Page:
The University of Alabama at Birmingham health system has launched a three-year trial testing the efficacy of a telemedicine model for patients receiving peritoneal dialysis.

The trial will enable some of UAB Medicine's PD patients who live outside the system's home county to eliminate some of their trips to Birmingham for monthly checkups.

Patients instead will speak with their UAB Medicine physician via videoconference from their hometown county health department, where their blood will be drawn and sent for lab testing as part of the “virtual visit”. Funded by a $180,000 grant from Baxter International, the three-year telemedicine trial seeks to determine if this arrangement produces greater quality of life for PD patients without compromising outcomes.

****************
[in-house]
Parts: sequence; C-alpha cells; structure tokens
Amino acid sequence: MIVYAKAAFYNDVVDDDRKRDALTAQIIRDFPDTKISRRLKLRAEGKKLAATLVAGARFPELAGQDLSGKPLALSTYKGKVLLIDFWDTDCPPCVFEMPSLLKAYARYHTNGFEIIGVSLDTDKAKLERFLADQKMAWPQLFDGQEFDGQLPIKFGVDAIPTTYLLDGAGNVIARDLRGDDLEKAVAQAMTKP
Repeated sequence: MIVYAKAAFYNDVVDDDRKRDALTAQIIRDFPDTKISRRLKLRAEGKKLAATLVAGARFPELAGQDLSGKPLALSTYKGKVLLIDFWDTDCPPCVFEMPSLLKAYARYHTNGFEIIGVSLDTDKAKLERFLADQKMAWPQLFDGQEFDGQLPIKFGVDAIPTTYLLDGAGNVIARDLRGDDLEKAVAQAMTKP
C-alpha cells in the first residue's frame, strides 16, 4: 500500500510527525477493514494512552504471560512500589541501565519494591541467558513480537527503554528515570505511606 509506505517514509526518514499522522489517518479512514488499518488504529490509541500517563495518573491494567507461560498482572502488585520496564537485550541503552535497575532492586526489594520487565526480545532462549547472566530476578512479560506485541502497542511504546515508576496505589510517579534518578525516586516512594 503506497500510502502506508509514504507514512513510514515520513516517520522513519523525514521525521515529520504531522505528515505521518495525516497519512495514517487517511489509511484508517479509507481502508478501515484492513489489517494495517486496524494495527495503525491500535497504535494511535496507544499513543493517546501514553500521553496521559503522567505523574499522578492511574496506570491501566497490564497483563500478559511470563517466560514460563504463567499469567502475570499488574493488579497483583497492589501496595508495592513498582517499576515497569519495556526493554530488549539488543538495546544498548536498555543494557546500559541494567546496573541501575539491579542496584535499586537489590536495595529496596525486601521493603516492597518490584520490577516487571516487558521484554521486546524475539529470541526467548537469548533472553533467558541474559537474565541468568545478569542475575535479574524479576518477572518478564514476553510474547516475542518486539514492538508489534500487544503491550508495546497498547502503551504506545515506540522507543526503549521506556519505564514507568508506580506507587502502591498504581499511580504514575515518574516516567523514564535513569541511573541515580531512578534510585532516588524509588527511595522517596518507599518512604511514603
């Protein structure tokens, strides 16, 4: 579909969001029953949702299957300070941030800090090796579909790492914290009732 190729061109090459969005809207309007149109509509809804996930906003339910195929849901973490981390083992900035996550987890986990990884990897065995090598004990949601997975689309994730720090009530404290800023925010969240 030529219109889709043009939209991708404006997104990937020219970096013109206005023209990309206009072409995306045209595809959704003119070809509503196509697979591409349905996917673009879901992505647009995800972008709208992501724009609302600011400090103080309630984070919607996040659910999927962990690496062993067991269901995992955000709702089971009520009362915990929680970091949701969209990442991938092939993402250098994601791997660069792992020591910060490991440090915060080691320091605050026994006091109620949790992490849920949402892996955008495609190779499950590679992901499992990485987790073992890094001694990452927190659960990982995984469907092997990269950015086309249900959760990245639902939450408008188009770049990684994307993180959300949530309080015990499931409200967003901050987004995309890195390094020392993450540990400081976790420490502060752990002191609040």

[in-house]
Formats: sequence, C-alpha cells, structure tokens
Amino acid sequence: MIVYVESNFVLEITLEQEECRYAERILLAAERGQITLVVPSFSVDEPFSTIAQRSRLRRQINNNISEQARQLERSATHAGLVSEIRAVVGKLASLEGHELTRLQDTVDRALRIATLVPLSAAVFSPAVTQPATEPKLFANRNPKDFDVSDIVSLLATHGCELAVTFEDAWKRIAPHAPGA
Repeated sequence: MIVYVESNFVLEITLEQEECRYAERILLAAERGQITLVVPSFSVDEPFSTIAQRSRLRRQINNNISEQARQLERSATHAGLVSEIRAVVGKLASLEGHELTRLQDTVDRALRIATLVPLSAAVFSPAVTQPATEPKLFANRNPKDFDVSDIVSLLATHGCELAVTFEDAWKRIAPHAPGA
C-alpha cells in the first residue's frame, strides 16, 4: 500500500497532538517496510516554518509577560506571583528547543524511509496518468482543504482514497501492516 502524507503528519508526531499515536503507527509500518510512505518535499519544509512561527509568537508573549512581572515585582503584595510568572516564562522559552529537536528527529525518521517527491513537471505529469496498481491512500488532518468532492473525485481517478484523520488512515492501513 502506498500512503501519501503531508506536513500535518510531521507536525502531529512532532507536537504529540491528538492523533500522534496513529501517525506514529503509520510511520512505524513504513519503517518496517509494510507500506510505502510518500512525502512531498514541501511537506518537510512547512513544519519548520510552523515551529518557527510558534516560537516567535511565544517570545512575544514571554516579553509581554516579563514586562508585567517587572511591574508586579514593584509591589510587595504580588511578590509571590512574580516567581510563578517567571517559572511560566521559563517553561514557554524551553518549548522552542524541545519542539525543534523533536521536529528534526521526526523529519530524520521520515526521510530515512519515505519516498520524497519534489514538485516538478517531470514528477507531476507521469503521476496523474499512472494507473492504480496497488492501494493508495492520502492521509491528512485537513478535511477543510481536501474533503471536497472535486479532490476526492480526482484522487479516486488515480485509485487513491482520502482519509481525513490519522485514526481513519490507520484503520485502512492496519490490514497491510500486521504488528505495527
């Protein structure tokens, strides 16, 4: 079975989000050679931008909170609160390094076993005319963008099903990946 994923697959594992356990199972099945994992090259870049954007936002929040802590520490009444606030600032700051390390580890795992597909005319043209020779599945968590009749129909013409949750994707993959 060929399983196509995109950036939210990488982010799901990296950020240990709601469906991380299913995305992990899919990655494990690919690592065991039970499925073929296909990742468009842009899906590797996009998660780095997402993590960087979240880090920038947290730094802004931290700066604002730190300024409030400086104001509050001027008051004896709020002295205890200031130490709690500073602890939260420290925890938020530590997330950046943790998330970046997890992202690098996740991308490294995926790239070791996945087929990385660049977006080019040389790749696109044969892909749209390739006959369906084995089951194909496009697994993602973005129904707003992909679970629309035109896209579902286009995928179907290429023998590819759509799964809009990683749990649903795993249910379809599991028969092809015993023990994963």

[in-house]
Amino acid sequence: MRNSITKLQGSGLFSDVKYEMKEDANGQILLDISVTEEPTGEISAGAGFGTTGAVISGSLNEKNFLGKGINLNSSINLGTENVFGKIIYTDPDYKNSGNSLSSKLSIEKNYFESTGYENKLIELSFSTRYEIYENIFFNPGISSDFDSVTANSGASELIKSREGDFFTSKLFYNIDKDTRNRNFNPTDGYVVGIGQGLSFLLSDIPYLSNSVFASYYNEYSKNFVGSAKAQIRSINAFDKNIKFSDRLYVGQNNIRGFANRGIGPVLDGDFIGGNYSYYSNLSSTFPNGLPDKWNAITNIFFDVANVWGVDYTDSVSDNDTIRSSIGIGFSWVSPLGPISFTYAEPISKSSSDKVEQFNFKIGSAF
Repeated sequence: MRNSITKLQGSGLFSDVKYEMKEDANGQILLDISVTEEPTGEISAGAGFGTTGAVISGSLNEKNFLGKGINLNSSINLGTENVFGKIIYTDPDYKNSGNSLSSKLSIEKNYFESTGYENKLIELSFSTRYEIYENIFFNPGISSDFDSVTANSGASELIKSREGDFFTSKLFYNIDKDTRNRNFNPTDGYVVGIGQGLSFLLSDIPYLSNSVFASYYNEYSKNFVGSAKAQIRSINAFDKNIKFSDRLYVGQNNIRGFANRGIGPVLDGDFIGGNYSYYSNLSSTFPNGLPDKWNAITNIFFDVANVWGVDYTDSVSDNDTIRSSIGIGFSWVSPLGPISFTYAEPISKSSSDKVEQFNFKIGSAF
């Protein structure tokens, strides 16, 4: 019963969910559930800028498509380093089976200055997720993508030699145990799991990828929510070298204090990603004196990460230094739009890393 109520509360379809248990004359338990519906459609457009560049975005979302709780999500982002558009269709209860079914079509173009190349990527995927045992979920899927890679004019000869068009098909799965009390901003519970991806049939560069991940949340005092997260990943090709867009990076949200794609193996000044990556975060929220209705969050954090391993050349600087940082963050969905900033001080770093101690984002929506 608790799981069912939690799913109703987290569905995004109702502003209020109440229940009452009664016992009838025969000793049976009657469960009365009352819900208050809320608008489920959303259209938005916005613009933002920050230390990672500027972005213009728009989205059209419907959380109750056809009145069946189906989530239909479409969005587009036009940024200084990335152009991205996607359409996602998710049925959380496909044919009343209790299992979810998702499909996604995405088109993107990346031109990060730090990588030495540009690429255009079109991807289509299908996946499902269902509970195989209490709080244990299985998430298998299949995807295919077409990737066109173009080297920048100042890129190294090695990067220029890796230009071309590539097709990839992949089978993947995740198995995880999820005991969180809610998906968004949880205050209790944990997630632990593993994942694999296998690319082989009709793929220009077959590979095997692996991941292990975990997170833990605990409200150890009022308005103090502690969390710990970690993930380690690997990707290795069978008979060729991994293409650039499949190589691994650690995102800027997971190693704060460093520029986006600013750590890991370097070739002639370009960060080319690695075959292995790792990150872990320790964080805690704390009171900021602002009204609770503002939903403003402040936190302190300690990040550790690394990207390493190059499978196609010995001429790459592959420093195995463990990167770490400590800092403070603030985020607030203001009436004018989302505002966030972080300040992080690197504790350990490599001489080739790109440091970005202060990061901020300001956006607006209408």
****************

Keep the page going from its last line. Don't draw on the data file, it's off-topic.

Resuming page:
"Unlike the multiple weekly clinic treatments involved in traditional hemodialysis, PD patients enjoy the relative freedom of nightly home therapy, so the use of telemedicine for the required monthly physician evaluation promises to further ease the burden of managing their kidney disease," UAB officials said.

Roughly 40 patients will participate in the telemedicine trial for each of its three years. They will complete six monthly face-to-face visits and another six months of telemedicine evaluations for comparison. Eric Wallace, M.D., director of the UAB Medicine PD program, said he expects the first remote trial sites up and running by July 2015.

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